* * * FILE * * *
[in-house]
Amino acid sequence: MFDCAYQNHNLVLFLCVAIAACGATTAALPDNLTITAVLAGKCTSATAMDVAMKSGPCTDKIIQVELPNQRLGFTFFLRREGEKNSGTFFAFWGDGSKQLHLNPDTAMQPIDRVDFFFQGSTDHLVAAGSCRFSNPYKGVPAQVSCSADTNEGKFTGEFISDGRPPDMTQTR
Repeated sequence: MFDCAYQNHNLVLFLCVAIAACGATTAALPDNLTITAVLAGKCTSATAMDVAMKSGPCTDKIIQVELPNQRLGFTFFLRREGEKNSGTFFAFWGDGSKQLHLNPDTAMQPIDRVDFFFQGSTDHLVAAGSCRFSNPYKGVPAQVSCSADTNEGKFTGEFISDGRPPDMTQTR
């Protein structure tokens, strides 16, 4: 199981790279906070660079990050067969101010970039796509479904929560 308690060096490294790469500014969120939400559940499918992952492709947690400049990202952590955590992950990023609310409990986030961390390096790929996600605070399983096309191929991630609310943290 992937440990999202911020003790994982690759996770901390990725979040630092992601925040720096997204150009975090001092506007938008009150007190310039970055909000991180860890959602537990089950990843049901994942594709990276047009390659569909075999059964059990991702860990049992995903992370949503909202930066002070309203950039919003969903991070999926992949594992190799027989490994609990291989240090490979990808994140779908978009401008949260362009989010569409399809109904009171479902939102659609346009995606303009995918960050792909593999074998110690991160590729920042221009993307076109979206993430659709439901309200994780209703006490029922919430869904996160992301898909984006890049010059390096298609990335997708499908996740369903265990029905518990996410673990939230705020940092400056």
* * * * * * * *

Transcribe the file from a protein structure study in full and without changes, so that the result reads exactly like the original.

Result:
[in-house]
Amino acid sequence: MFDCAYQNHNLVLFLCVAIAACGATTAALPDNLTITAVLAGKCTSATAMDVAMKSGPCTDKIIQVELPNQRLGFTFFLRREGEKNSGTFFAFWGDGSKQLHLNPDTAMQPIDRVDFFFQGSTDHLVAAGSCRFSNPYKGVPAQVSCSADTNEGKFTGEFISDGRPPDMTQTR
Repeated sequence: MFDCAYQNHNLVLFLCVAIAACGATTAALPDNLTITAVLAGKCTSATAMDVAMKSGPCTDKIIQVELPNQRLGFTFFLRREGEKNSGTFFAFWGDGSKQLHLNPDTAMQPIDRVDFFFQGSTDHLVAAGSCRFSNPYKGVPAQVSCSADTNEGKFTGEFISDGRPPDMTQTR
């Protein structure tokens, strides 16, 4: 199981790279906070660079990050067969101010970039796509479904929560 308690060096490294790469500014969120939400559940499918992952492709947690400049990202952590955590992950990023609310409990986030961390390096790929996600605070399983096309191929991630609310943290 992937440990999202911020003790994982690759996770901390990725979040630092992601925040720096997204150009975090001092506007938008009150007190310039970055909000991180860890959602537990089950990843049901994942594709990276047009390659569909075999059964059990991702860990049992995903992370949503909202930066002070309203950039919003969903991070999926992949594992190799027989490994609990291989240090490979990808994140779908978009401008949260362009989010569409399809109904009171479902939102659609346009995606303009995918960050792909593999074998110690991160590729920042221009993307076109979206993430659709439901309200994780209703006490029922919430869904996160992301898909984006890049010059390096298609990335997708499908996740369903265990029905518990996410673990939230705020940092400056």